Today I have a special post for you! It is from the creator of My Book Boost (one of the lovely sponsors of Living and Learning at Home Enjoy!
Hi all! My name is Carrie Lane, creator of the My Book Boost list. I'm excited to be doing this guest post on Living and Learning at Home! Here is just a little bit about myself. I began teaching kids to read when I was a reading tutor in college in 1997. Over the years, working with kids as they're just beginning to read has always been my favorite part of teaching. Now I'm a stay-at-home-mom and I get to experience this special stage with my own kids. I put together some tips for reading with kids that I've personally found helpful.
10 of my Favorite Tips for Reading with Your Child:
- Let them choose between a couple of different books to read to you. They'll feel more invested in the process if they're able to decide which book they're most interested in reading.
- Try to find a time for them to practice reading when they’re not in the middle of doing something else. If you see they've just finished with something, that may be a good time to ask if they want to read a book to you.
- Have your child read easy books over and over (especially if they really enjoy a particular book). This will help them become a confident reader.
- Try not to jump in right away if they get stuck on a word. Give them time to try to work it out so they don't rely on you too much.
- If they are stuck on a word for awhile, suggest they try to skip the word and come back to it after reading to the end of the sentence. Sometimes they can figure out the word by using the context clues when skipping and coming back.
- Join in and read with them at the same time if the book seems way too hard. This will give them the support they need.
- Mention to your child that many words can be sounded out, but some just can't (for example, the word "two"). Sometimes it helps for them to hear that.
- If you're reading a book together, verbalize thoughts that you’re having as you’re reading the book so your child can see a model of how someone might react to what they’re reading. “Oh, what happened there? Let me reread that.” Or "That was surprising! Did you think they would do that?"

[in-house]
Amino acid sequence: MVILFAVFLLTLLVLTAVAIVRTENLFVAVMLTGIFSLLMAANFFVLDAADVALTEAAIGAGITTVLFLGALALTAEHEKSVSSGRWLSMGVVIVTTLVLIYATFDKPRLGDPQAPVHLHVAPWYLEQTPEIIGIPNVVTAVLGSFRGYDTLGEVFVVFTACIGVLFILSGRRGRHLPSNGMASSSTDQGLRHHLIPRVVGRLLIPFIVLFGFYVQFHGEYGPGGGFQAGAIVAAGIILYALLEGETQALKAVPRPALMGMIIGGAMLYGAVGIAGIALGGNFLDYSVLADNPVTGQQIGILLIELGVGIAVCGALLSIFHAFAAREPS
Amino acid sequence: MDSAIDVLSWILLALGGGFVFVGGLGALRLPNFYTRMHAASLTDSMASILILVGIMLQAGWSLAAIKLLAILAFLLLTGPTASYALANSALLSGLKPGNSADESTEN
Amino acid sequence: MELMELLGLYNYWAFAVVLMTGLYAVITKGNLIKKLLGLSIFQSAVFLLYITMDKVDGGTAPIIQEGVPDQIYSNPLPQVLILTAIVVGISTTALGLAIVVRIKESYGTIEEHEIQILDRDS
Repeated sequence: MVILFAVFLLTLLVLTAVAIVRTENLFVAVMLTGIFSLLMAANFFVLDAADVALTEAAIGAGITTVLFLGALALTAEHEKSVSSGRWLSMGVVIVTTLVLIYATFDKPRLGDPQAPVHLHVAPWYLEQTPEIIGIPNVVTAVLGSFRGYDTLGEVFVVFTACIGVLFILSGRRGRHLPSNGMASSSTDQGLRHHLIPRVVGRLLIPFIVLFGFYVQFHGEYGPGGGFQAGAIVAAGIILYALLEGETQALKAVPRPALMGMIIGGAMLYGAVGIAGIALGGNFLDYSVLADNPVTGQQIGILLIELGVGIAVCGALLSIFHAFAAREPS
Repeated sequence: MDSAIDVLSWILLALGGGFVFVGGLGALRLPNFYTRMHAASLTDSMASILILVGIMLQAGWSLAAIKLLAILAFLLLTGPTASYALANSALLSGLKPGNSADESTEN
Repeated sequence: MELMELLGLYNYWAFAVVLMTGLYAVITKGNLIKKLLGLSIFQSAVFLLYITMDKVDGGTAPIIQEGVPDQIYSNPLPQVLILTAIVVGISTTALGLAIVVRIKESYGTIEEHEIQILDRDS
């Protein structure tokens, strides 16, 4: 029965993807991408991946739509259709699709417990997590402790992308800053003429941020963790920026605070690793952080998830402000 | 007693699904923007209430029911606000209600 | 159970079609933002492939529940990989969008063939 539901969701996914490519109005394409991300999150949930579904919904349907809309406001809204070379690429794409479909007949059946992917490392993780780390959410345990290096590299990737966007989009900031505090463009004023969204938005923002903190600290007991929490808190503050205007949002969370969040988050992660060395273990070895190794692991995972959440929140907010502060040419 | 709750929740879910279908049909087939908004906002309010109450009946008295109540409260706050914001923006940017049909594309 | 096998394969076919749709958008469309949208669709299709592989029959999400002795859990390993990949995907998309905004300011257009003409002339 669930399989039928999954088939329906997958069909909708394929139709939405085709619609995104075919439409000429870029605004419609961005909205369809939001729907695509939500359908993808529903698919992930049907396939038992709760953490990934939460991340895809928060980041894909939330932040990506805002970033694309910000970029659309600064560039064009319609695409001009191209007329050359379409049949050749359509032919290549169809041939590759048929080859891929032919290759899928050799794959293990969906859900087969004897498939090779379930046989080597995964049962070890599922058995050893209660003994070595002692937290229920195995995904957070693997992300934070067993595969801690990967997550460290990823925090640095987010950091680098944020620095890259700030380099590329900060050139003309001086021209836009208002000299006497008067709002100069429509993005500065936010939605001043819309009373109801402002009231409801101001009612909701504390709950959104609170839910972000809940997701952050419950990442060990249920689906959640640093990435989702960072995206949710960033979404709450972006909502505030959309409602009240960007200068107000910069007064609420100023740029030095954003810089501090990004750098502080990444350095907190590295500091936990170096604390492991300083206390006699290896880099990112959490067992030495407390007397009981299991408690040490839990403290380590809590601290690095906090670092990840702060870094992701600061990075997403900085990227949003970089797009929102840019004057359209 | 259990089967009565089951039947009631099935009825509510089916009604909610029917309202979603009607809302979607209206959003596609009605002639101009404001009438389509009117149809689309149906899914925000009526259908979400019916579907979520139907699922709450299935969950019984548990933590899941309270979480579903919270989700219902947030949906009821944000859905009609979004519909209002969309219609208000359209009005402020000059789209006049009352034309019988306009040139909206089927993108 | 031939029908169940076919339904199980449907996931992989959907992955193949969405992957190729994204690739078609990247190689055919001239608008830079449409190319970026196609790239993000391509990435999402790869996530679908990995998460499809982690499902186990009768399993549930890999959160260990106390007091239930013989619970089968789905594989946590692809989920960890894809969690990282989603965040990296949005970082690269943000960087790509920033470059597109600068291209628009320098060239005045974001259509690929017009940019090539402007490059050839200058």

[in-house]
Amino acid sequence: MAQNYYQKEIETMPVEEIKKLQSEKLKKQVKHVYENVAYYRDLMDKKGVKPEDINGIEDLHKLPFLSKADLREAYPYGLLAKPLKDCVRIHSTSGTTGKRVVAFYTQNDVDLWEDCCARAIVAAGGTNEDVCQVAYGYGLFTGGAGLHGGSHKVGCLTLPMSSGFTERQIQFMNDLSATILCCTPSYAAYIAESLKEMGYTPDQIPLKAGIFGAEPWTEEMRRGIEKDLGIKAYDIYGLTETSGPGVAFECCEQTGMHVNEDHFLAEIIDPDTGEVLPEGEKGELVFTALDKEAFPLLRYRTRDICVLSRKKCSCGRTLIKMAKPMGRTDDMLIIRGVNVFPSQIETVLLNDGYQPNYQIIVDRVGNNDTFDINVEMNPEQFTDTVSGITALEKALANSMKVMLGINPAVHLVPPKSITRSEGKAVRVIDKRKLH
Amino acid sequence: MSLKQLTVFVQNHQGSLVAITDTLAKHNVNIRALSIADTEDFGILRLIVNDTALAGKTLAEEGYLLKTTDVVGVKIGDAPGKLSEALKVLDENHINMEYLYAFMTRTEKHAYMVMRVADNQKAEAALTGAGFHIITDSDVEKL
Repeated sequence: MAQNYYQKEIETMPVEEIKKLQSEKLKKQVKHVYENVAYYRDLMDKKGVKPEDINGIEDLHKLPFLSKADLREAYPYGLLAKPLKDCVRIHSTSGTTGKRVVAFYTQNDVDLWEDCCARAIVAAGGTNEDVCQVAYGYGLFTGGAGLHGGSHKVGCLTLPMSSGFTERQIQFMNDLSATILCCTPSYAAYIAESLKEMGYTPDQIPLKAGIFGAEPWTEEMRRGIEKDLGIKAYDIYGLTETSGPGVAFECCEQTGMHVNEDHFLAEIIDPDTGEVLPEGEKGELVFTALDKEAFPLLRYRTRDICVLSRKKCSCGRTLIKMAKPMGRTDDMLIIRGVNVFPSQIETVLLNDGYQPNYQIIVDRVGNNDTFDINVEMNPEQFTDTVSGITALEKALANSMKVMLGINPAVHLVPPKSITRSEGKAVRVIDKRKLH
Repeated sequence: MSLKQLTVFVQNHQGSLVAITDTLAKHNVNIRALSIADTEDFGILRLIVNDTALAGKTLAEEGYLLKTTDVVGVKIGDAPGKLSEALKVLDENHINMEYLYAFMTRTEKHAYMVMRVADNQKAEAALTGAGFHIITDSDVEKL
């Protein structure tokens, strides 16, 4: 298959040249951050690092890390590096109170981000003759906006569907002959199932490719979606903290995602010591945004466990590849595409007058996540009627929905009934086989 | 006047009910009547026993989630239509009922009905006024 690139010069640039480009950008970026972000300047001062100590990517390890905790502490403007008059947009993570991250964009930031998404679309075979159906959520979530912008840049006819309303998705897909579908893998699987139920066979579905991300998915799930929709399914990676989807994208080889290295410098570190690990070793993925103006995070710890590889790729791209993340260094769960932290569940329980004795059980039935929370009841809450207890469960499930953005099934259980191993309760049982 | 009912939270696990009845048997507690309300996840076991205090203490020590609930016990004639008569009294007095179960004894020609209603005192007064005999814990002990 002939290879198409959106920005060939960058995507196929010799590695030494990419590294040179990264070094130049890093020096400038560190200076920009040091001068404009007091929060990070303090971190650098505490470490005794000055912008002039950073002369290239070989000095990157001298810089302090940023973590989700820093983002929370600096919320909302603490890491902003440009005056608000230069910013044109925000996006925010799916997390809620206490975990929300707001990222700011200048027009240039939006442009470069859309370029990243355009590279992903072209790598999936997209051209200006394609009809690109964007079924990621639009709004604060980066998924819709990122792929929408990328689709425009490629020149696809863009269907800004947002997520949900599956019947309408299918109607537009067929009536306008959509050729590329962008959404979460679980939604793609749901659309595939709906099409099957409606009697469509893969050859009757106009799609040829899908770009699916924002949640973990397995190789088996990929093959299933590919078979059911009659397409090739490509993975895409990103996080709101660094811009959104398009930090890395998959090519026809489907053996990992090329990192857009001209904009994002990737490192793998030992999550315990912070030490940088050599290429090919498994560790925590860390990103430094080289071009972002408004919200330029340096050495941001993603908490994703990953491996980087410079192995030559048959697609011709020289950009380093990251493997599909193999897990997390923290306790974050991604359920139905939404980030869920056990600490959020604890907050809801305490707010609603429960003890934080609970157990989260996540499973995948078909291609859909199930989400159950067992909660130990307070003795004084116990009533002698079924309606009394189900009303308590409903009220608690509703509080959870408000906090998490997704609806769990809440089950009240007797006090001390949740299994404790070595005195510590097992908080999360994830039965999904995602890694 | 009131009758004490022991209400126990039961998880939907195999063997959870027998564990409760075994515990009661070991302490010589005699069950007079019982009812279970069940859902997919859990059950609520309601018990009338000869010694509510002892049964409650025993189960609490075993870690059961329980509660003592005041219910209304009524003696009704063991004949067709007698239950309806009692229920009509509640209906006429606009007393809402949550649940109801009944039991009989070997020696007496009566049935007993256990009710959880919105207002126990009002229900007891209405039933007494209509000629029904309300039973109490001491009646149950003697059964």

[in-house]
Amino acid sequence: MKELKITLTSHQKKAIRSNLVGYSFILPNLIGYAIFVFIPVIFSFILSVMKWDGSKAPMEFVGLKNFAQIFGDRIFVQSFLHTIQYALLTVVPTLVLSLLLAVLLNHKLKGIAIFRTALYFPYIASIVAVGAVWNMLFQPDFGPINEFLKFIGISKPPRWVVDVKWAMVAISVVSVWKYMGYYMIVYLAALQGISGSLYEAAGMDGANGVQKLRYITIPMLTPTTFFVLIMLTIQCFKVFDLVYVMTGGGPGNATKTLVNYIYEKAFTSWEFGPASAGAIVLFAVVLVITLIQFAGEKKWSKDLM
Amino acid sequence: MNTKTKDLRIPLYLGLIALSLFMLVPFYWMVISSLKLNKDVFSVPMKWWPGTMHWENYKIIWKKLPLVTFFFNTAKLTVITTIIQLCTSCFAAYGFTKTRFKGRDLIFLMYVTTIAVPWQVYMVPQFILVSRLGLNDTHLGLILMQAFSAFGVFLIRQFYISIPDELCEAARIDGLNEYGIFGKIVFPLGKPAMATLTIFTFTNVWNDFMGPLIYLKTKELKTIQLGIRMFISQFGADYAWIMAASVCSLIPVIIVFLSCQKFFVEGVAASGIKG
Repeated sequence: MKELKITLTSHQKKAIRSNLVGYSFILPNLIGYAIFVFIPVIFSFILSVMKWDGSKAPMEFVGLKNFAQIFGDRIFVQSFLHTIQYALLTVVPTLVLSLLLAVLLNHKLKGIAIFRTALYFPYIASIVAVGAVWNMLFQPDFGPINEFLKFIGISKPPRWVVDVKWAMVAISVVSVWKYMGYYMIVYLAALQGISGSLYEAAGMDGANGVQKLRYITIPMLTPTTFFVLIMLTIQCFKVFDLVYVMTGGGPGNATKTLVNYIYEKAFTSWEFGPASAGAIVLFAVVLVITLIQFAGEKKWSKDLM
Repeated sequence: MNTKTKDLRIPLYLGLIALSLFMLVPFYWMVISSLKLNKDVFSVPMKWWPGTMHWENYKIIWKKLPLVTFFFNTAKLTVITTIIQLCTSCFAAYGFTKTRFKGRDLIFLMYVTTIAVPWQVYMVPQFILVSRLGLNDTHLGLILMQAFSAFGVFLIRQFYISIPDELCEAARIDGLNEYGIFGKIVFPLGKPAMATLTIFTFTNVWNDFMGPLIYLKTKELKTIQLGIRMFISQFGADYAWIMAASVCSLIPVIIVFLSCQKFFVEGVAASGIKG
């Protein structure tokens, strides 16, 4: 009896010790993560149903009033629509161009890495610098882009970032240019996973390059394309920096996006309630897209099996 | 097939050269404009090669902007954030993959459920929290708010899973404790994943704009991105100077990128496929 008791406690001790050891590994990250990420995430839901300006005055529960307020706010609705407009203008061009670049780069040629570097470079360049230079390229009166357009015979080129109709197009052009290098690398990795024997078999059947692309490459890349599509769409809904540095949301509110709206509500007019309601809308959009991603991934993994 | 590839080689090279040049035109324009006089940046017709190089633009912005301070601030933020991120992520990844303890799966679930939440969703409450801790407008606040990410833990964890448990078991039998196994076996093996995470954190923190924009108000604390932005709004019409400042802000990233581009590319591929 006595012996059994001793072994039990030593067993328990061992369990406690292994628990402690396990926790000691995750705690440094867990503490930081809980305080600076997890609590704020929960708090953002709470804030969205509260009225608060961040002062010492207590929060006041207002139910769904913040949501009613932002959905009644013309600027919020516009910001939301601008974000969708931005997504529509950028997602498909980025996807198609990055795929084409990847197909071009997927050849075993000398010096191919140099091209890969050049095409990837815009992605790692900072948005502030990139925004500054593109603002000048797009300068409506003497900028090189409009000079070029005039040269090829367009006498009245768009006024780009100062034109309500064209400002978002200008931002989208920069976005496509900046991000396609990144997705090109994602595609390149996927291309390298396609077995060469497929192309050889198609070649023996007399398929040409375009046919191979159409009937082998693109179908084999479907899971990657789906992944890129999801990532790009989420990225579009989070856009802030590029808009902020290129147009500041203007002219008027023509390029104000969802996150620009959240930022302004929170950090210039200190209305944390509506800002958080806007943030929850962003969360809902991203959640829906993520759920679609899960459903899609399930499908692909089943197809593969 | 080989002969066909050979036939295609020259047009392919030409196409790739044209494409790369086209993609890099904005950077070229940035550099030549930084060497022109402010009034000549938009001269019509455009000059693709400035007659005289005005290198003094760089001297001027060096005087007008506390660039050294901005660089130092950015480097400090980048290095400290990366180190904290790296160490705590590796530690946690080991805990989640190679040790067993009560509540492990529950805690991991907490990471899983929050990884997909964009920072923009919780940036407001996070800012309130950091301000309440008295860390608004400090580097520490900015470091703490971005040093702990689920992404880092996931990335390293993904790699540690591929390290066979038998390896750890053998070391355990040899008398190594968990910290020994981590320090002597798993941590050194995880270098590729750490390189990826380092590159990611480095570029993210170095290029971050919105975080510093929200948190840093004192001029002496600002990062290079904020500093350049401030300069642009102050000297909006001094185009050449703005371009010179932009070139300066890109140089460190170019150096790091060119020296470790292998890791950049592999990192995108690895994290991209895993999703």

- Make sure the books they read aren’t too hard or your child may get frustrated. If they’re missing more than 1 out of 10 words in the book, try to find easier texts for them and/or see if they can pick out "just right" texts for themselves.
- Ask your child meaningful questions about the story before, during, and after reading. If you try out the My Book Boost list, you will find two questions for each book included in the download. The questions have a lot of variety to practice comprehension skills, especially literal and inferencing questions.
What tip would you add to this list?
Hopefully the above tips will give you at least one idea to try with your child.
If you would like to save time when it comes to finding great books for your beginning reader to read, the My Book Boost list is a wonderful tool. The list starts with the most basic of books and gradually increases in difficulty.
Quiz: Is My Book Boost a good fit for you?
- Do you have access to a library where you could check out books regularly?
- Do you have a child who is beginning to read?
- Do you want to make sure your Preschooler, Kindergartener, or 1st grader doesn't lose too much over the summer?
- Do you like high quality books with a variety of authors and illustrators?
- Do you have a child who is working to master the Kindergarten or 1st grade reading level?
If you answered “yes” to 4 or more of the questions, My Book Boost is most likely a good fit for you! See the website www.mybookboost.com for more information!
Nevertheless, happy, happy reading!